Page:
Hunter Greene's defiant start stands out even more after George Kirby's comments

Reds starter Hunter Greene wanted no part of being removed from the game after 90 pitches.
Cincinnati Reds starting pitcher Hunter Greene
Cincinnati Reds starting pitcher Hunter Greene / David Butler II-USA TODAY Sports

The Cincinnati Reds saw Hunter Greene return to the mound on Sunday afternoon after a brief stint on the COVID-19 IL. While much of the fan's attention following Cincinnati's 7-1 win will focus on the return of Jonathan India and Joey Votto, it was Greene who set the tone.

It wasn't the right-hander's best performance, but Greene was able to piece together a six-inning effort and allowed just one run on one hit while striking out nine batters.

Curiously, despite Buck Farmer warming up in the Reds bullpen during the tail-end of the fifth inning, Greene reemerged to take the hill for the sixth. Perhaps George Kirby could take some lessons from Greene's tenacity and willingness to go back out to the mound.

Hunter Greene's defiant start stands out even more after George Kirby's comments.

For those who aren't aware, Seattle Mariners pitcher George Kirby had some postgame comments after his last start that did not sit well with most baseball fans. The right-hander has caught plenty of flack on social media from a lot of retired pitchers as well.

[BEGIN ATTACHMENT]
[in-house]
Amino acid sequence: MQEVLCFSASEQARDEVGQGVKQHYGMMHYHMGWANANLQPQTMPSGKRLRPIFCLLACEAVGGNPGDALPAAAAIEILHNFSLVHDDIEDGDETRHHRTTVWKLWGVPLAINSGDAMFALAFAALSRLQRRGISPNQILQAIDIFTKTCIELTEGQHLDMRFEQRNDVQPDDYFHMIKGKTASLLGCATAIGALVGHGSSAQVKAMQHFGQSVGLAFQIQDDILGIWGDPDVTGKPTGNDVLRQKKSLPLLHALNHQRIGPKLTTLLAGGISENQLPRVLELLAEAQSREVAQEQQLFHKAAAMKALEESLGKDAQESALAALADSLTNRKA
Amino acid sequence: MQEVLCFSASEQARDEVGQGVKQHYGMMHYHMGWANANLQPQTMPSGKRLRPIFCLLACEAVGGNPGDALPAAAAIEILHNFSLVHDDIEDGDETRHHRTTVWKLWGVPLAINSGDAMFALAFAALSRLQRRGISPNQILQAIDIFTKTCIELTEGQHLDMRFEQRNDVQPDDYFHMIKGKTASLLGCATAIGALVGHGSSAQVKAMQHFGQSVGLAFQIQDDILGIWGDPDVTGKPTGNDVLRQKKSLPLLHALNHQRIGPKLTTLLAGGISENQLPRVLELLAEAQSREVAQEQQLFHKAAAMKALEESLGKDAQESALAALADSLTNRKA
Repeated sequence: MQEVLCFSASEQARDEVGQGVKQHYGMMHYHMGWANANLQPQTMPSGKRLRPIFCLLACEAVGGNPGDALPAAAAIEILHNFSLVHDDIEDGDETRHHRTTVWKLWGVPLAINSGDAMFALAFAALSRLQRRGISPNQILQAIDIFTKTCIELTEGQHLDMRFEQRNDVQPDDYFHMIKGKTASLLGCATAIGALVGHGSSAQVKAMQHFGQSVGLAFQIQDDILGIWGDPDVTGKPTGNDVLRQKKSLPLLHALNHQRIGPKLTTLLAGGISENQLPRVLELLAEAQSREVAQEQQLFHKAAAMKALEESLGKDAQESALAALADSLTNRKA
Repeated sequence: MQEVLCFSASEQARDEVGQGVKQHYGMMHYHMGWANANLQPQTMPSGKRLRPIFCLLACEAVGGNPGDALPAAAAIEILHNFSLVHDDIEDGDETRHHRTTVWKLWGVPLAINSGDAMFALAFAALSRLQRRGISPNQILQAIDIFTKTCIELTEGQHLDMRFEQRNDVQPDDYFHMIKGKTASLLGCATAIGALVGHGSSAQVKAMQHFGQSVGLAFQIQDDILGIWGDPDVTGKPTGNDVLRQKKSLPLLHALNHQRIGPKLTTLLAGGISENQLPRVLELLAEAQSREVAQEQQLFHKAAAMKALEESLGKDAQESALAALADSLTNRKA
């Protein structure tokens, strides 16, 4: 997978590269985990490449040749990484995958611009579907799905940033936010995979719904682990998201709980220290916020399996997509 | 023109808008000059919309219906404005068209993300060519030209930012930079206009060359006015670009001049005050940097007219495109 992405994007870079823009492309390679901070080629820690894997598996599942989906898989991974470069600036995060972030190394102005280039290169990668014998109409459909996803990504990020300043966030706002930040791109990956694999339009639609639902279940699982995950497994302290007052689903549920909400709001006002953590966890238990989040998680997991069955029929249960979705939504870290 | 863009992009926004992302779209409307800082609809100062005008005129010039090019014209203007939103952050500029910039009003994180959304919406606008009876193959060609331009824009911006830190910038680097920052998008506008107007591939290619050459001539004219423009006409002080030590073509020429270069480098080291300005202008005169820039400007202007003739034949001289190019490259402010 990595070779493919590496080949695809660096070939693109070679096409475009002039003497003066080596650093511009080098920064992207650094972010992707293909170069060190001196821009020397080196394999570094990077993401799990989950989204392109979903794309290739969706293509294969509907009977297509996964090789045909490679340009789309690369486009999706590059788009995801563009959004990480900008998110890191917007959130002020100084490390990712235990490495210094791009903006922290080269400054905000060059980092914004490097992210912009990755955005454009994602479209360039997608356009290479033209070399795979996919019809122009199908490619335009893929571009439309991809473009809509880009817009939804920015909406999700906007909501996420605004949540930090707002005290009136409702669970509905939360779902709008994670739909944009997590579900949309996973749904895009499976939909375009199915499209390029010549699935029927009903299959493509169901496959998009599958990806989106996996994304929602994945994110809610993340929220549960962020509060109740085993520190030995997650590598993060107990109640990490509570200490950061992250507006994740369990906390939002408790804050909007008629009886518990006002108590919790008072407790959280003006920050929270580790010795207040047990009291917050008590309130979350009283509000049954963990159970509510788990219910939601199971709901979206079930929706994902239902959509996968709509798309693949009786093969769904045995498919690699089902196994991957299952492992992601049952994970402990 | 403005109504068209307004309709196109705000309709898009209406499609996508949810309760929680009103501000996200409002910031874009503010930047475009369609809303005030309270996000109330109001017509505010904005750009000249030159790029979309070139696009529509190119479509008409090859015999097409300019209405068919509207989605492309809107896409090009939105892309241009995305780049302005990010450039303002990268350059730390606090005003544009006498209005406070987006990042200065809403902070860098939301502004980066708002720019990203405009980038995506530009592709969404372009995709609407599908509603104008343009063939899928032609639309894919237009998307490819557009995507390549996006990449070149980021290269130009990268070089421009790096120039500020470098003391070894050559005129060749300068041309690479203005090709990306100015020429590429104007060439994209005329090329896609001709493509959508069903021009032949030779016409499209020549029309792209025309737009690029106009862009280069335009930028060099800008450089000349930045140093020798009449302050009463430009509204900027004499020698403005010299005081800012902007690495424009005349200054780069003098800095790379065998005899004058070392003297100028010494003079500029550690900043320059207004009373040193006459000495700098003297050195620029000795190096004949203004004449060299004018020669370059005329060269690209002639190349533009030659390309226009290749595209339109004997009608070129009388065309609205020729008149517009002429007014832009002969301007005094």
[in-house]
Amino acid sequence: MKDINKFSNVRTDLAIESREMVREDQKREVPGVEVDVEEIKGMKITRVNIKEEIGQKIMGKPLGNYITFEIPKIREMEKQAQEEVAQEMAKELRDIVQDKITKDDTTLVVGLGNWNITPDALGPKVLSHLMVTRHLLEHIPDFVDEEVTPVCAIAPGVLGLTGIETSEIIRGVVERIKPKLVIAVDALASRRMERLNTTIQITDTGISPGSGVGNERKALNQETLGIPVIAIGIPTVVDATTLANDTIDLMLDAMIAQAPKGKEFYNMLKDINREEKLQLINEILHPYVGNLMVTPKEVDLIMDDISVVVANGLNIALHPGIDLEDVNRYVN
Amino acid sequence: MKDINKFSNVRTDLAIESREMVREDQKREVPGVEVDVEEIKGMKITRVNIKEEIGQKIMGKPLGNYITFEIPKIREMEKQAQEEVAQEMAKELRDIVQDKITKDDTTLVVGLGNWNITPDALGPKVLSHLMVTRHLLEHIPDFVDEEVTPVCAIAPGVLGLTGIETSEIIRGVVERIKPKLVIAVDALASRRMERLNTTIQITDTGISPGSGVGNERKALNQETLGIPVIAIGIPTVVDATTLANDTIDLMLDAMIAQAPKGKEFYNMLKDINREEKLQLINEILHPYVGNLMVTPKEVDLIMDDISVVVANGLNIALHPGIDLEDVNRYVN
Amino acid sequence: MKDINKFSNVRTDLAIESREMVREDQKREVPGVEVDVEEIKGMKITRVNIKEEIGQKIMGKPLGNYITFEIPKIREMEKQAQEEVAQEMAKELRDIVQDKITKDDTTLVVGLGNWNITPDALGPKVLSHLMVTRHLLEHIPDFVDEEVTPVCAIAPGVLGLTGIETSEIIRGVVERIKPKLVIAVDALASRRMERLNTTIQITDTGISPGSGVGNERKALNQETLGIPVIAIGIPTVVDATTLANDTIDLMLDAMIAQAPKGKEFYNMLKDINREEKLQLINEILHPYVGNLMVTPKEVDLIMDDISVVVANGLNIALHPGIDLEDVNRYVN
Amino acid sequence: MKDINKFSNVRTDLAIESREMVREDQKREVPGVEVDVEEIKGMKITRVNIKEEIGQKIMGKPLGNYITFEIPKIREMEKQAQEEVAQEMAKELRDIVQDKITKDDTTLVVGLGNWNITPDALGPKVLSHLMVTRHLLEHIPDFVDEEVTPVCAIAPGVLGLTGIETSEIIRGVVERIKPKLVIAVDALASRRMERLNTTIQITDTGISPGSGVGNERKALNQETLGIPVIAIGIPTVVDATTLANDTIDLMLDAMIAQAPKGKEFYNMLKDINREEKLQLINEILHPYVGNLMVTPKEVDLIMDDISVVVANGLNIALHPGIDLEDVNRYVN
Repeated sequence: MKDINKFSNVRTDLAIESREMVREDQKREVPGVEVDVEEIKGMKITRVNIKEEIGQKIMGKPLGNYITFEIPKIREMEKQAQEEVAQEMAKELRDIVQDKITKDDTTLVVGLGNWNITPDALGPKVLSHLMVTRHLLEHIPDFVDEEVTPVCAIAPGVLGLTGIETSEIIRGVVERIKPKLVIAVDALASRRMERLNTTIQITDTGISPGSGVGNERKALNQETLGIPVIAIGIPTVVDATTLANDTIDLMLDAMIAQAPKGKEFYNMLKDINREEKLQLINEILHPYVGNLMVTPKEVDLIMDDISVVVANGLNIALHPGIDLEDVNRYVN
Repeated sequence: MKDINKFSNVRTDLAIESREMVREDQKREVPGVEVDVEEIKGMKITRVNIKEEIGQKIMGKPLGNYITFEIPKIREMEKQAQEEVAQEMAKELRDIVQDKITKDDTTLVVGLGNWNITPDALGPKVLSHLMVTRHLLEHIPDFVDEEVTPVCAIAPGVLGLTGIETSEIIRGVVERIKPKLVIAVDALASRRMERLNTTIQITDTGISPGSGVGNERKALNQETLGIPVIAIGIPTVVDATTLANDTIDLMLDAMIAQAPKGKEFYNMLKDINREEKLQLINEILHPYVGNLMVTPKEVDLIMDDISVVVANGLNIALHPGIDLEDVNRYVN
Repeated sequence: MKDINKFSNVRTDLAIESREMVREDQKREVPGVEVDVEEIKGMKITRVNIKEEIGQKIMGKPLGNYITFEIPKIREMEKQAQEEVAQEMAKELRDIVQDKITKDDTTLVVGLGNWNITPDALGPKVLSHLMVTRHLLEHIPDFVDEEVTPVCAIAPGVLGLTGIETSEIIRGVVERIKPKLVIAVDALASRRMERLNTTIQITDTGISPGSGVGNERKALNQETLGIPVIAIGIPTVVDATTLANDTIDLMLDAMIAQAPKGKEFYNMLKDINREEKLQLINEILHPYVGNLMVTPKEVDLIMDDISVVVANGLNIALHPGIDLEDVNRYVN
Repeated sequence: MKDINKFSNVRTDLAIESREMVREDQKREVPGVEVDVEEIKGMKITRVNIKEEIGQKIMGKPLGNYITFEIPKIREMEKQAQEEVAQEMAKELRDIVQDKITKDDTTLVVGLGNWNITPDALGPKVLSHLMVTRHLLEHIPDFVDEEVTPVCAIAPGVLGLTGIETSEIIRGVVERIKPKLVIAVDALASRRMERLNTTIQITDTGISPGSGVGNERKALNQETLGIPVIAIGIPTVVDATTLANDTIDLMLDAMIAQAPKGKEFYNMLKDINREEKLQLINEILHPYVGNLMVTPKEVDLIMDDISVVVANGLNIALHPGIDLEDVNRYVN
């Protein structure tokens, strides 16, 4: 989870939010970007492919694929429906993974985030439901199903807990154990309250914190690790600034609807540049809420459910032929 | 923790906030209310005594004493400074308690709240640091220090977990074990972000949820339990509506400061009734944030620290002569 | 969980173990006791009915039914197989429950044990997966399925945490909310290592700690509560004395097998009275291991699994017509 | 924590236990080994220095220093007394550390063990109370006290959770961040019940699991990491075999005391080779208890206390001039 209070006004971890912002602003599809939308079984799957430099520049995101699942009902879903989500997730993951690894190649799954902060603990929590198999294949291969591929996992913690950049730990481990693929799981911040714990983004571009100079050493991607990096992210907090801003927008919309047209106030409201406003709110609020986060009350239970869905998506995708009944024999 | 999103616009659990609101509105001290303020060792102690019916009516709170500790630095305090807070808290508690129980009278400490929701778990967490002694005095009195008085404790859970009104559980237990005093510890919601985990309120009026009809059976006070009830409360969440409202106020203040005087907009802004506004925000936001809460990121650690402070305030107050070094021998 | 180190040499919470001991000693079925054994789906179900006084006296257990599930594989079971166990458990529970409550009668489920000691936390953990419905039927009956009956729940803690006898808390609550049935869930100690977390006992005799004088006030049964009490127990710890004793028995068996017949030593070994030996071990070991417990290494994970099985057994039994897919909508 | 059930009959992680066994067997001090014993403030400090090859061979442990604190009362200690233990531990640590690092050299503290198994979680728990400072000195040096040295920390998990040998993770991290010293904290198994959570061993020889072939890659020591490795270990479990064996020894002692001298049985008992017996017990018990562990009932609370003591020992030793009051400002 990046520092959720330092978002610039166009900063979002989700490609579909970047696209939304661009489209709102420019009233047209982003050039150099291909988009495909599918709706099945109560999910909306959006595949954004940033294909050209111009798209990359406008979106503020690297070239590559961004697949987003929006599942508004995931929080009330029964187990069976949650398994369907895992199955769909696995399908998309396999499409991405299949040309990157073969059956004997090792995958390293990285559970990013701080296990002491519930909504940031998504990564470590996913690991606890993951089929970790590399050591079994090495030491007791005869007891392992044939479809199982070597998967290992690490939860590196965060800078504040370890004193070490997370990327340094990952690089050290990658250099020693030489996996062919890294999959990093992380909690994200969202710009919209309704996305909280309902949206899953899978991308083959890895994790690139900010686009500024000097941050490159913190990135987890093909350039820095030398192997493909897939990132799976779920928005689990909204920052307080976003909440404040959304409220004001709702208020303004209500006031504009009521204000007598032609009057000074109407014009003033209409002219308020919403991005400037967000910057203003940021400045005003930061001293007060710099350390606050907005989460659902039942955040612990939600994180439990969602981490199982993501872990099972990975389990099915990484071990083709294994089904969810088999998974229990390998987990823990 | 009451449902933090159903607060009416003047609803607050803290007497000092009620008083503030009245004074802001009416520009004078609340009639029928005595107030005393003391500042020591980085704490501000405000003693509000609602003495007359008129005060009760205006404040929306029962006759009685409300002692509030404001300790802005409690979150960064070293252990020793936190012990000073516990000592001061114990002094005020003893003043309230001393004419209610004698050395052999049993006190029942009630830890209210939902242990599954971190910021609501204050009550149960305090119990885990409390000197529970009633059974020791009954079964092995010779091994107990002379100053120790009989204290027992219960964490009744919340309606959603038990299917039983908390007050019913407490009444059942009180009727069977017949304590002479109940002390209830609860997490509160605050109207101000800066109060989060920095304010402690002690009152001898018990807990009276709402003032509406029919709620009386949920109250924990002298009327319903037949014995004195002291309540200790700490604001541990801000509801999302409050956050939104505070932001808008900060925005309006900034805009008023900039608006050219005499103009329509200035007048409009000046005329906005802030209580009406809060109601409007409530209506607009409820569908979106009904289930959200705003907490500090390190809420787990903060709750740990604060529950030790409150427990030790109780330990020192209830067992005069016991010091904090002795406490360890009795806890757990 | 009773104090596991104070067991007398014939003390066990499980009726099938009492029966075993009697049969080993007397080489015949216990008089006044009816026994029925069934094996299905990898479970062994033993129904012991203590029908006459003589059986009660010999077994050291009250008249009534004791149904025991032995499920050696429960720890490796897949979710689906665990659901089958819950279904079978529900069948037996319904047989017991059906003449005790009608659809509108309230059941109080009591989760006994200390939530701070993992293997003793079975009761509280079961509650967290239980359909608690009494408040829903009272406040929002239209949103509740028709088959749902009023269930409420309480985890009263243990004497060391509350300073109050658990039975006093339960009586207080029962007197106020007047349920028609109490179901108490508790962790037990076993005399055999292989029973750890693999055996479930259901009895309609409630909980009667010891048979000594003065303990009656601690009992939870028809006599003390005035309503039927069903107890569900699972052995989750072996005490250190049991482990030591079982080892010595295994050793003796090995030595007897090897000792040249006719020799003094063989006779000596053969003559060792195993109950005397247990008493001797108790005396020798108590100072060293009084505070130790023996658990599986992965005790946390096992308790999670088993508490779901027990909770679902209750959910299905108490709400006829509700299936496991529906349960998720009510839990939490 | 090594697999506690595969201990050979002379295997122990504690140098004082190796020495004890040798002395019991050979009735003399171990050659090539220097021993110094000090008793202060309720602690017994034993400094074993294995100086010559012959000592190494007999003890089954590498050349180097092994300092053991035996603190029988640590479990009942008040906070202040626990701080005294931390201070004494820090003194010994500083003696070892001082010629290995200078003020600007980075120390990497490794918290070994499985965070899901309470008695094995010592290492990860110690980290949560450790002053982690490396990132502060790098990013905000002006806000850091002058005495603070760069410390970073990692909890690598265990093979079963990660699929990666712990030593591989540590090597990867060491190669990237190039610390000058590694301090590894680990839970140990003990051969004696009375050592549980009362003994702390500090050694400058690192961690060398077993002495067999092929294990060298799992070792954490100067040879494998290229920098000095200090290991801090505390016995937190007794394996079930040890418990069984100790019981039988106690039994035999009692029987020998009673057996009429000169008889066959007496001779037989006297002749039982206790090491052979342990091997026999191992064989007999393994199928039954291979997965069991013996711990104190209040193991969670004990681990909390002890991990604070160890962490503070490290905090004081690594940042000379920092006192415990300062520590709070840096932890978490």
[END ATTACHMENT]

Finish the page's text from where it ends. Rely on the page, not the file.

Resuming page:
Kirby told reporters after his last start that he wished he, "wasn't out there for the seventh to be honest...I was at 90 pitches." Click here to listen to Kirby's comments via King 5 News reporter Jake Garcia.

Now, while Hunter Greene's outing wasn't efficient enough to make it to the seventh inning, the flamethrower was sitting at 97 pitches after striking out St. Louis Cardinals outfiedler Alec Burleson in the fifth inning.

With the Reds clinging to a one-run lead, Greene went back out for the sixth inning and induced a pop fly out from Nolan Arenado, a ground out from Tyler O'Neill, and struck out Luken Baker on eight pitches. The Reds rallied in the bottom of the inning and handed reliever Buck Farmer a 5-1 lead.

A lot has been made about pitch count, and how pitchers today don't go as deep into games as they did back in the 1980s and 1990s, but Hunter Greene defiantly dealt a blow to that argument with his 109-pitch effort on Sunday afternoon that helped seal the victory for the Cincinnati Reds.

George Kirby has since apologized for his comments, but he's still catching some welll-deserved heat. Reds fans don't have to worry about questioning Greene's commitment. In fact, if you were to ask him, Greene probably would have gone back out for the seventh inning.

Greene has surpassed 100 pitches in eight of his 18 starts this season, and only three times this year has the 24-year-old been pulled from a game before hitting the 90-pitch mark.

Hunter Greene's performance on Sunday may well be what helps to keep the Reds in the playoff conversation for another week. A loss on Sunday would have really put the postseason in doubt, but as it stands right now, Cincinnati is just 1.5 games back in the NL Wild Card race.